Takeo Kurita; snatched defeat from victory at the Battle of Leyte Gulf. He was the linchpin of the whole Japanese battle plan, which actually went off as it was intended. But he was like the wide receiver who has gotten behind the opposing secondary on the trick play, the ball has been thrown to him to hit him in stride at the 10 yard line, and he dropped it. Having gotten behind the American fleet with Halsey’s carriers and fast battleships off on a wild goose chase, only a few destroyers stood between his powerful battle fleet and the American tranports. Kurita turned tail and ran. After the war he refused interviews and never explained why.
National Command Authority: Of all the major combatants, Japan may have had the worst national direction in the war. Even worse than Italy. She had a first rate military, but a third rate logistical and industrial support structure which was never addressed during the war. Japan had absolutely no business trying to take on the United States of America, and routinely bungled every strategic decision made after June 1942. Worse, after it was obvious even to those leaders that the war was lost after June 1944, in a state of denial they refused to end the war. It took the use of nuclear weapons to finally convince them.
United States of America:
George Catlett Marshall: Built the American Army from scratch, and able and steady Chief of Staff. Had the best quality a leader can have; an eye for talent. Good men are made great because they know how to surround themselves with other great men and delegate to them. Marshall was great.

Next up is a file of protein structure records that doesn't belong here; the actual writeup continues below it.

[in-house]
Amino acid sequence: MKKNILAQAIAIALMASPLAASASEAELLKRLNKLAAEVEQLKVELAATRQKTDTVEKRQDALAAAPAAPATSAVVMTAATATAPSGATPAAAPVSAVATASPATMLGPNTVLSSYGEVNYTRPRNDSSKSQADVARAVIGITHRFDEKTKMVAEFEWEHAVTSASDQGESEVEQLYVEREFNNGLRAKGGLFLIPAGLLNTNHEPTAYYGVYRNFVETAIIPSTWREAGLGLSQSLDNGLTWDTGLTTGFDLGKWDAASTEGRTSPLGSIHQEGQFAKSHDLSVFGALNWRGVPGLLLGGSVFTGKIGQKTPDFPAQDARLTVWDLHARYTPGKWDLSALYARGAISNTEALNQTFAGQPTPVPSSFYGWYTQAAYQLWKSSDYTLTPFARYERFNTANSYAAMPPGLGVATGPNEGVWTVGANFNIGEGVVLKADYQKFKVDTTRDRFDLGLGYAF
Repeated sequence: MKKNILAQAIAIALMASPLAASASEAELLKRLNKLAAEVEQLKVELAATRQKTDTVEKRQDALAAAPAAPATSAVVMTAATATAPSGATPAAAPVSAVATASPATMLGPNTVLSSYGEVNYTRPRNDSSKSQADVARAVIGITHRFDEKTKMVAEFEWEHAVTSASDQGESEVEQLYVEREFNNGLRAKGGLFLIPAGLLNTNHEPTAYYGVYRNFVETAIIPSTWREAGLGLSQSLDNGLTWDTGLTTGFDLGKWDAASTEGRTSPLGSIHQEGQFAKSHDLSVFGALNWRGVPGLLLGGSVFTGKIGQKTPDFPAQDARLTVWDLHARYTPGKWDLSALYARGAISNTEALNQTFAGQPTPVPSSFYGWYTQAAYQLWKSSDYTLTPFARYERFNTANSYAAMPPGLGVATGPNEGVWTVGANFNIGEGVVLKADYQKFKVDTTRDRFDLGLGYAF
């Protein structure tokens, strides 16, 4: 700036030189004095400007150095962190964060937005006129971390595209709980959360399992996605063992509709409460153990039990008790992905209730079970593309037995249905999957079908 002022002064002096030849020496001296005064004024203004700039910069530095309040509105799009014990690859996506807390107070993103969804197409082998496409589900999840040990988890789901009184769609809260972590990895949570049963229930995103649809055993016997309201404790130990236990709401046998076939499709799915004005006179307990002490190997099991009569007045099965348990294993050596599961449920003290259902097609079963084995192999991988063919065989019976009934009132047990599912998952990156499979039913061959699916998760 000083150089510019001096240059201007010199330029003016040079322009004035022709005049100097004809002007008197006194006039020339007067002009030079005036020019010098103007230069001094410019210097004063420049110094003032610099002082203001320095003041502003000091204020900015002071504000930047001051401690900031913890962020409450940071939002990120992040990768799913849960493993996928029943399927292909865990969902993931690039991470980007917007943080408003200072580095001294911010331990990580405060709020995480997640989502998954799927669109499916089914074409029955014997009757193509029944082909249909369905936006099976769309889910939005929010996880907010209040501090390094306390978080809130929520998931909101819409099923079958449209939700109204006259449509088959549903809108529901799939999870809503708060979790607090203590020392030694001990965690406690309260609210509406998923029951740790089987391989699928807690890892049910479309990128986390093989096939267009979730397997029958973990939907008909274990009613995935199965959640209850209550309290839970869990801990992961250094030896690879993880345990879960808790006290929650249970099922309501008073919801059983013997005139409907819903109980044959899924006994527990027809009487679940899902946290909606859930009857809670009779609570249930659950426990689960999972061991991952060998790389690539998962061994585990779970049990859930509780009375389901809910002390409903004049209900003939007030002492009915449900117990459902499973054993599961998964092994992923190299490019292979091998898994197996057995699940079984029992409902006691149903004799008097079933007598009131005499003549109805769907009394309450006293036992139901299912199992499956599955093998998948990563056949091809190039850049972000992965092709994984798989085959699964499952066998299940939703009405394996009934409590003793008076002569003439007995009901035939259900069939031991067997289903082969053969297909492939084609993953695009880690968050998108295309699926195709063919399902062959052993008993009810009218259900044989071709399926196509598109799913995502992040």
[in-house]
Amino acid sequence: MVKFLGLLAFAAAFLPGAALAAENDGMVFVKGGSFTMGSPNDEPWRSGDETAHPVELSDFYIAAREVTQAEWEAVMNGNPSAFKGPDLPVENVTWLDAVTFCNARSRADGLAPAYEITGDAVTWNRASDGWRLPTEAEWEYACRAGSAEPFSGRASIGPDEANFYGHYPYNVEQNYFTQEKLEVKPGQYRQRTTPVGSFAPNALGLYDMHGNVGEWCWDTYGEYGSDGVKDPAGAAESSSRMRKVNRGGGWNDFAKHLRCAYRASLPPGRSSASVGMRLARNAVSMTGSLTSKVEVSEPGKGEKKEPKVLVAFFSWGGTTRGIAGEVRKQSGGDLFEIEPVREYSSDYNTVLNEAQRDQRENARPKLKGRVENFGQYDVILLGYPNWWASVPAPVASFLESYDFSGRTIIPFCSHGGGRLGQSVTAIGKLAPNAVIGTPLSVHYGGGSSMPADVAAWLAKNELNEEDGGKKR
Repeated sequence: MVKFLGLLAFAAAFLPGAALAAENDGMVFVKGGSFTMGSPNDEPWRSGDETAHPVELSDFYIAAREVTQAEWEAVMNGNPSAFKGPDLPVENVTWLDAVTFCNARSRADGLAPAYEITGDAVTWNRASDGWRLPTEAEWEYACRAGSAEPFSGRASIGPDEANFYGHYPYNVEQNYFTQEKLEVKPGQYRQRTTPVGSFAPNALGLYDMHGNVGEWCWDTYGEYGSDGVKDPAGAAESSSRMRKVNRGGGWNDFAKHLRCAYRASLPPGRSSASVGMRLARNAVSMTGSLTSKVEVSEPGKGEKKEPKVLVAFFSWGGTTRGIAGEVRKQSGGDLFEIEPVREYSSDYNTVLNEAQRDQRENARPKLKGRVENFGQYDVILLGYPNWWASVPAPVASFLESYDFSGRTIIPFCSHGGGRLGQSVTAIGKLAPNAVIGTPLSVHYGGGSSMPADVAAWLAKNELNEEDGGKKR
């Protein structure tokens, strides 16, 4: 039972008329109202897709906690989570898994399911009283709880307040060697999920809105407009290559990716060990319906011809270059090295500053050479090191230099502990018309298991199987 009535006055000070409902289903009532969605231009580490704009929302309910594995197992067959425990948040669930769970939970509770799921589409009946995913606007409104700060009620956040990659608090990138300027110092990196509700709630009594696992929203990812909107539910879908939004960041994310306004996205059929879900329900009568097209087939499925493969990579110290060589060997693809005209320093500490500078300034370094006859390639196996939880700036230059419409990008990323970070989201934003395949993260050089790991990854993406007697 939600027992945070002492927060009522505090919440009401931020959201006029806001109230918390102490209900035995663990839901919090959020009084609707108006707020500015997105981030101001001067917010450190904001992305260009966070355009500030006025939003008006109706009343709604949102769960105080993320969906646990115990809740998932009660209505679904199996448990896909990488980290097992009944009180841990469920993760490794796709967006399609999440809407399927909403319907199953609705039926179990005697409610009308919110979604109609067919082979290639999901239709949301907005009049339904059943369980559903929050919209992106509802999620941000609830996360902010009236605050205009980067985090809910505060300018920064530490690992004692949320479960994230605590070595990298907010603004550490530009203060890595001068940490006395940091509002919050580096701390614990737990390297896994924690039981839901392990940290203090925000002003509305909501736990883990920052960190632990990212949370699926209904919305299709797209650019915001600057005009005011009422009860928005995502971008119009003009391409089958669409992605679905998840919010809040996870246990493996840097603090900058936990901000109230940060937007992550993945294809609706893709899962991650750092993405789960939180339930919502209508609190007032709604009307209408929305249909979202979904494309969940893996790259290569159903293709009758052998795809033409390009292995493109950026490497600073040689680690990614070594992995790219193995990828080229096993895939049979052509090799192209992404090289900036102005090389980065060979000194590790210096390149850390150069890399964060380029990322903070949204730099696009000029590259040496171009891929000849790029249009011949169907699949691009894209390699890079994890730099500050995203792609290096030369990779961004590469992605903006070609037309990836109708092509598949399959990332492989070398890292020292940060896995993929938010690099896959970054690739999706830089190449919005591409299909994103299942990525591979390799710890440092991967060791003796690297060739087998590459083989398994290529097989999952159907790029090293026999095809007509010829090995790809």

Dwight Eisenhower; not a great strategist, or a great “military man” but he was a great “military diplomat.” He had to fight the war in the most challenging way possible; as the leader of a disparite coalition. No other general was able to work coalition warfare during the war. None.
“Lightning Joe” Collins; of all American generals, Collins is one of the few I could see being successful as a German panzer commander in the East.
George Patton: I put him on the list because in the one real test of generalship, he passed with flying colors. That was his response to the Ardennes Offensive. In 24 hours, he ordered a halt to his imminent attack on the Saar, reoriented his army 90 degrees, and laid the groundwork to immediately attack the southern shoulder of the German penetration. He had the foresight to get his staff working on the problem even before the attack because he saw the threat, and then not only carried it out but personally toured the division and corps HQs to make sure the commanders knew what they were to do. As he wrote his wife: “Not bad for a day’s work.”